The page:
As a major snowfall approaches my home in Chapel Hill, North Carolina weather forecasters warn of a dusting to several inches of snow showing us a spaghetti of forecast models which seem like “cover their butt” scenarios that make them right, no matter the outcome. Panic is immediate! Even before the first flake falls, schools close, and bread, milk, water, beer, and wine shelves are cleared. Then we all watch endless newscasts of the impending Armageddon while our North Carolina “Holy Crap, it’s snowing” emergency snow clearing plan is activated.
Highlights of the plan as per our city website:
- If snow is in the forecast, City crews apply a salt brine solution to major thoroughfares, bridges and overpasses 24 to 48 hours in advance. This helps to prevent snow from sticking to the pavement and makes plowing and additional salt application more effective…
- If snow or freezing rain begins to fall the Public Works Department activates its snow program. Salt spreaders and snow plows are mounted onto 25+ City trucks. Up to 100 employees begin working around the clock in 12-hour shifts until the streets are clear…
- Next, heavily traveled streets referred to as primary streets are treated with salt. If one or more inches of snow falls, crews begin plowing roadways… During inclement weather, the City plows more than 1,000 lane miles of streets….
- Residential streets are plowed only after all primary and secondary streets have been cleared.
- The program is not designed to provide convenient road conditions for extensive travel throughout the city.
This plan is sound unless we actually get snow. I’d like to be clear that our city’s snow fighting crews are excellent and equal to their peers in any other part of the country but when it comes to snow they know that they are fighting a losing battle. The plan has an iffy start since the first step of applying the snow melting brine is usually a waste of time and salt since 90% of the time our snow starts as rain so the salt brine solution is washed away before it can do anything. Then when the actual snow starts the limited number of plows are hard pressed to even keep the main highways clear. Remember the disclaimer on their web site: “The program is not designed to provide convenient road conditions for extensive travel throughout the city”–WTF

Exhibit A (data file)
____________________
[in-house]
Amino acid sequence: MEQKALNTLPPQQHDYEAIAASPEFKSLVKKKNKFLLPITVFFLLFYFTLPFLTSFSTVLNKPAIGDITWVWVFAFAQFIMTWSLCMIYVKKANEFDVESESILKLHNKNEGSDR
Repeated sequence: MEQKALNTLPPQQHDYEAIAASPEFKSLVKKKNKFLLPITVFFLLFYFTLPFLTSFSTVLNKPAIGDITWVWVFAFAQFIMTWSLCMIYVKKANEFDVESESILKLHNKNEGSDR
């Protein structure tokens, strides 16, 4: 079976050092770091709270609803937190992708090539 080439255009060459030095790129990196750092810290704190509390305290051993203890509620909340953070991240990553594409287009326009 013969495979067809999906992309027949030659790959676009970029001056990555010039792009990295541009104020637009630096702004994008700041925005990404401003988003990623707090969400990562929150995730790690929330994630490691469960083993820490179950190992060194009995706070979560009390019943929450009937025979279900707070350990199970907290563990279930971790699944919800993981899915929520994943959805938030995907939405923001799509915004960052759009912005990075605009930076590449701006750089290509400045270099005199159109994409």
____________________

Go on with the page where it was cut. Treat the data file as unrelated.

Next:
With or without Brine the snow quickly overwhelms the plows and the untouched side streets become impassable which is actually a good thing since it keeps the cowboys off the dangerous roads until the intense southern sun returns and melts the road glaciers. Eventually the plows surrender and just go home for a deserved rest. And a day or two after the final flake falls a brave plow reappears on our frozen side street at 2am in a futile, but appeasing, attempt to clear the impenetrable ice. To northerners this may sound FUBAR but we who have lived through this snow dance for years are resigned to the fact that we will be home-bound for up to a week. Spending millions on more snow fighting equipment for an occasional major snowstorm would be like manning northeast beaches with lifeguards during the winter.
Despite my unplowed window to the rest of the world I’m programmed to keep my driveway clean which gets me 50 feet to the snow and ice-covered roadway–driveway to nowhere. But the unplowed roadway is a safety barrier preventing me from venturing beyond the safety of the driveway. Why? Because after a few experiences of driving during southern snowstorms I’m terrified of sharing the snow-covered roads with fair-weather driving southerners or too-cocky transplanted northerners who somehow make it to the main roads. Too fast, too slow, too close—hundreds of crashes-crashes-crashes. Many quickly discover that the only difference between their perceived go anywhere, all wheel drive SUV and other vehicles is how far they go off the road.
After a few winter storms in the south I stopped trying to transfer my unreasonable northern snow clearing expectations and decided that waiting the few days until the southern sun clears the roads is a better option than getting caught in a demolition derby. Being trapped in my neighborhood isn’t all bad since this is a rare southern phenomenon (hopefully) that does have some positives: watching southern kids discovering the magic of sledding, snowballs and making snowmen, bundling up for a neighborhood walk sans cars, getting together with neighbors to help shovel driveways, and enjoying the beauty of freshly fallen snow brings me back to some of the good things about my past winters in New York.
Most of the time the break is enjoyable as long as the power stays on and the bread, milk and beer lasts. And unlike New York, in a few days it’s back to a normal southern winter of 50-60 degrees with sun and a Carolina blue sky.